Sisi spoke during the Story of Homeland Conference, which kicked off Saturday at Egypt’s New Administrative Capital. The event is meant to highlight the state’s efforts over the past decade.

"That is what has been attained and you still have a chance for change during the upcoming presidential election,” he stressed.

Sisi pointed to the fulfillment of the New Suez Canal project in spite of malicious rumors about the project, in addition to combating terrorists.

Moreover, he reaffirmed that a significant portion of the work he has undertaken aimed at “restoring confidence among Egyptians, a matter that saboteurs are currently attempting to undermine.”

Sisi, 68, has not officially announced his candidacy for the upcoming presidential elections slated for December 10.

The elections will span three consecutive days. However, several political parties, holding a parliamentary majority, have declared their support for Sisi’s candidacy for a new term.

Sisi is eligible to run for a third term, following a constitutional amendment in 2019 that extended the presidential term from four years to six years. This paves the way for him to remain in office until at least 2030.

Egyptians are grappling with a decline in their purchasing power due to a surge in inflation, which reached a new record in August, reaching approximately 40%.

Moreover, the country has witnessed a sharp depreciation of the Egyptian pound in recent months, losing nearly 50% of its value against foreign currencies.

The Suez Canal stands as a primary source of foreign exchange for Egypt.

According to Sisi, the income from the canal stood at approximately $4.5 billion, but according to experts, the plan is for the canal’s revenues to reach around $12 billion during the years 2024-25.

The president pointed out that the current income from the canal, following the completion of the New Suez Canal project, is now approximately $10 billion, and it is expected to rise to around $10.5 billion by the end of 2023.


Yemen's National Airline Suspends Flights from, to Sanaa

Sanaa International Airport (Facebook)
Sanaa International Airport (Facebook)
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Yemen's National Airline Suspends Flights from, to Sanaa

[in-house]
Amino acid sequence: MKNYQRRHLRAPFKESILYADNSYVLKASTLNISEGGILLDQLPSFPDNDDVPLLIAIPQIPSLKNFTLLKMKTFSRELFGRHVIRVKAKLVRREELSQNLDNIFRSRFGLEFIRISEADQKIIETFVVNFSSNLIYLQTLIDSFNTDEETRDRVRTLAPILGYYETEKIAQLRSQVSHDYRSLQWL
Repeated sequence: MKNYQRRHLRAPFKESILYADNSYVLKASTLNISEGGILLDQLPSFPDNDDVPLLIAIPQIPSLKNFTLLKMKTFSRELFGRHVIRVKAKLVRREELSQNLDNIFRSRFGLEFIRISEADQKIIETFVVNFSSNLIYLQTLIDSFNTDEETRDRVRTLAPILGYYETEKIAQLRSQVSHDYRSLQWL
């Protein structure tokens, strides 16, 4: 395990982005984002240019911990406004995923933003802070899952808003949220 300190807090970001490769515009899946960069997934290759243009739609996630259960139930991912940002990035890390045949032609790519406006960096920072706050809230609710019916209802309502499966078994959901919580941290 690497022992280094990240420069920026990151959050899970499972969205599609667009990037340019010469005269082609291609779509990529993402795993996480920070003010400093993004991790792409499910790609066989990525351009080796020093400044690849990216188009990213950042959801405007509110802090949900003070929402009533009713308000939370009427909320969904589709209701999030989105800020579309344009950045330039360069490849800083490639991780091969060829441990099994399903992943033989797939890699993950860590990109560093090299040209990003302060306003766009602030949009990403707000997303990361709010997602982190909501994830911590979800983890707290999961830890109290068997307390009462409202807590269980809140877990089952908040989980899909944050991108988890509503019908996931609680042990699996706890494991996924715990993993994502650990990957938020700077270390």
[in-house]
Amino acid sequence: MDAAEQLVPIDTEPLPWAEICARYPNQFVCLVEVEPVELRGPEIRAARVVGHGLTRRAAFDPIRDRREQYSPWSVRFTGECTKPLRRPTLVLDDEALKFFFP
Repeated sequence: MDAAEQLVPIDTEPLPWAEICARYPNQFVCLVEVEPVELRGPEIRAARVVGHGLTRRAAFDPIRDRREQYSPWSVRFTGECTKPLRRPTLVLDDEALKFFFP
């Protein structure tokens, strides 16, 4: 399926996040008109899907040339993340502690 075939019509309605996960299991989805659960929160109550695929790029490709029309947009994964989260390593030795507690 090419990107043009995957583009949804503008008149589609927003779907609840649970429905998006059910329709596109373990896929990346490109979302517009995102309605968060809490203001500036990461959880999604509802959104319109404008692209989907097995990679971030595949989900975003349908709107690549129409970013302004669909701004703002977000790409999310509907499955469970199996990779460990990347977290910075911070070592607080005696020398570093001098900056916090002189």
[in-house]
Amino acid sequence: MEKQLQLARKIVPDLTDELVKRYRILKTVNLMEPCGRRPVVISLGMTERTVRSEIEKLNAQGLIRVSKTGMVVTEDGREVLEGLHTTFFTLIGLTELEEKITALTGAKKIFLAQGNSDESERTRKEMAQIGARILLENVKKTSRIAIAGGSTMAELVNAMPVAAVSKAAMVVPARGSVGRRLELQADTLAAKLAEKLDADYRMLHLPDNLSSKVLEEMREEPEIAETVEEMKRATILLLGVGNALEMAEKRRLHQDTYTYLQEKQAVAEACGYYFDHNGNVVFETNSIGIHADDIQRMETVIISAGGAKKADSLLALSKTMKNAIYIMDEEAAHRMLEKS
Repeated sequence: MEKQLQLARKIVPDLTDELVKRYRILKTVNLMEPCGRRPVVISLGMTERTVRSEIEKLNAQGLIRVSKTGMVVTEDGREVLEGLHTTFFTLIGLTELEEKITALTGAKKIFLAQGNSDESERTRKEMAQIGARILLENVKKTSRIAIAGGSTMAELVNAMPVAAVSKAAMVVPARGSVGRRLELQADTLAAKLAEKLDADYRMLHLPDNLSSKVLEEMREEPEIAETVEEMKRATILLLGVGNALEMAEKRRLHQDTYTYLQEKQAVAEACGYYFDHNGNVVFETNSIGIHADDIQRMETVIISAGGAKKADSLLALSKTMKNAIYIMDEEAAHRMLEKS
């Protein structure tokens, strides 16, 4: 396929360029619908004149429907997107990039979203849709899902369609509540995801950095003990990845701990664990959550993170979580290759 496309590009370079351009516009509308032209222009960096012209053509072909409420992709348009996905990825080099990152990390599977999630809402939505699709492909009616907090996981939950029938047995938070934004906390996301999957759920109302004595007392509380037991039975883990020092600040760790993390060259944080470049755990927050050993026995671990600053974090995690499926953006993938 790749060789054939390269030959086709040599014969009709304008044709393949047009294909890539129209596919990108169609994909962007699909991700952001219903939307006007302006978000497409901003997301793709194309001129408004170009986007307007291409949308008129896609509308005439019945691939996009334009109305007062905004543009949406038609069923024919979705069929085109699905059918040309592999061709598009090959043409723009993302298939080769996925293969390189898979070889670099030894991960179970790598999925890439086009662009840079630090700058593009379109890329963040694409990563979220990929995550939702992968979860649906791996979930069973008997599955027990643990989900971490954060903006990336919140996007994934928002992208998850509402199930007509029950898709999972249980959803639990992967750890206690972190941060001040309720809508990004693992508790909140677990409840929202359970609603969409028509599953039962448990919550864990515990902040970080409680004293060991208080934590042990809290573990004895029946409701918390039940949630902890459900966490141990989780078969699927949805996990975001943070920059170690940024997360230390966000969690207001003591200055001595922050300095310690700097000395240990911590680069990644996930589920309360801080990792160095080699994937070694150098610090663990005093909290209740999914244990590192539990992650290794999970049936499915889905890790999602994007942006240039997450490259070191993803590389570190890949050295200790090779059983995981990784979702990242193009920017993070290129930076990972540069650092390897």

Sanaa International Airport (Facebook)
Sanaa International Airport (Facebook)

Yemen's national airline, Yemenia, has suspended its entire flights from and to Yemen's capital Sanaa for the whole month of October in response to the Houthi administration blocking the carrier from withdrawing its funds in Sanaa banks for the six last months, Yemeni sources working in the traveling sector told Asharq Al-Awsat.

Yemenia halted the flights after negotiations with the Houthis failed to secure the release of airline funds, which executives at the carrier said amounted to $80 million.

Normally, the Yemeni airline schedules its flights to and from Sanaa Airport in the second half of September.

The sources explained that travel offices had been waiting for two weeks to receive the new flight schedule before they were informed on Friday that the company had suspended all its flights.

Yemenia said in a statement that it had been unable to withdraw its funds in Sanaa banks for several months. It called on the Houthi authorities to lift restrictions “illegally” imposed on its assets.

The company added that it was aware of the latest political developments in the country and the recent and important changes. The war that has been going on for seven years had and continues to affect the company’s activity as the only national carrier, which acted objectively facing the country’s tensions, it said.

Also, Yemenia had proposed the Houthi administration take 70 percent of the funds while the remaining 30 percent would go to the internationally recognized government, it said.

The Houthi administration rejected the offer which was when the airline decided to suspend flights to Jordan, the company added.

In the past months, Yemenia had also tried to rely on its other internal resources and added three additional flights between Amman and Sanaa airports as a goodwill move.